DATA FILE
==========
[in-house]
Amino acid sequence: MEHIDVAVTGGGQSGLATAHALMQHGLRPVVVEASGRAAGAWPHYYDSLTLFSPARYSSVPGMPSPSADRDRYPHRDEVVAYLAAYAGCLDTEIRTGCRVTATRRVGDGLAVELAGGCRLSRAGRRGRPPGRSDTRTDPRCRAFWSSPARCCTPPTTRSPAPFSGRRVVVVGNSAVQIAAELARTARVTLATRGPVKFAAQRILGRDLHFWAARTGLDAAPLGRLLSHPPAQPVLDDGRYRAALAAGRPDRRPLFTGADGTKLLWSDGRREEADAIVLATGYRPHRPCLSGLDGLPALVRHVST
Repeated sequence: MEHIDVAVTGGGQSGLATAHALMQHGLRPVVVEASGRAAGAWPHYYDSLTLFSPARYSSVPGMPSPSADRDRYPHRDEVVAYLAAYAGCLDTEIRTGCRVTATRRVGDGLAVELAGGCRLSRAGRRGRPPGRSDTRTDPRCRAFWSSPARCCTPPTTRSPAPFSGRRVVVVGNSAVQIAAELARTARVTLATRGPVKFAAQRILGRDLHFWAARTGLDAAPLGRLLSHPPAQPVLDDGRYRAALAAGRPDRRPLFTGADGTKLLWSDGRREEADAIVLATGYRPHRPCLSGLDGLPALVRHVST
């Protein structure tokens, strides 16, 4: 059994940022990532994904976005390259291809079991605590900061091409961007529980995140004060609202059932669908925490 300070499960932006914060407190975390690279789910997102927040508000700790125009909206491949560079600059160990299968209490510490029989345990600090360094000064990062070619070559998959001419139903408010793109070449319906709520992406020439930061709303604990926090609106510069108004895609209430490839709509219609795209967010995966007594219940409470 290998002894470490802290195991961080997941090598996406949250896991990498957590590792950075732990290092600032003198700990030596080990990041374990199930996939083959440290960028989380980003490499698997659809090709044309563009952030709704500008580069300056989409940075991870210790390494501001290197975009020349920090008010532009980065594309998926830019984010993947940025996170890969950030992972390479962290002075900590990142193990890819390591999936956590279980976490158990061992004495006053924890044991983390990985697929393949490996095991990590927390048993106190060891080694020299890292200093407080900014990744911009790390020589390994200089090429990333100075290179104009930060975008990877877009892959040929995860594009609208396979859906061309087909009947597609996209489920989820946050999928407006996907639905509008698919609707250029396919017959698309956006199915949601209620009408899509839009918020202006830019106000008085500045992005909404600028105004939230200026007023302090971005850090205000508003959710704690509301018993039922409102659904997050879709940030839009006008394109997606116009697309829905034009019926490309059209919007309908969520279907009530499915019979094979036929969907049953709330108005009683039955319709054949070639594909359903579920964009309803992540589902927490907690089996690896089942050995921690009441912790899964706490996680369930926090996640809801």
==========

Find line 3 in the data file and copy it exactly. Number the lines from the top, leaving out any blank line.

Repeated sequence: MEHIDVAVTGGGQSGLATAHALMQHGLRPVVVEASGRAAGAWPHYYDSLTLFSPARYSSVPGMPSPSADRDRYPHRDEVVAYLAAYAGCLDTEIRTGCRVTATRRVGDGLAVELAGGCRLSRAGRRGRPPGRSDTRTDPRCRAFWSSPARCCTPPTTRSPAPFSGRRVVVVGNSAVQIAAELARTARVTLATRGPVKFAAQRILGRDLHFWAARTGLDAAPLGRLLSHPPAQPVLDDGRYRAALAAGRPDRRPLFTGADGTKLLWSDGRREEADAIVLATGYRPHRPCLSGLDGLPALVRHVST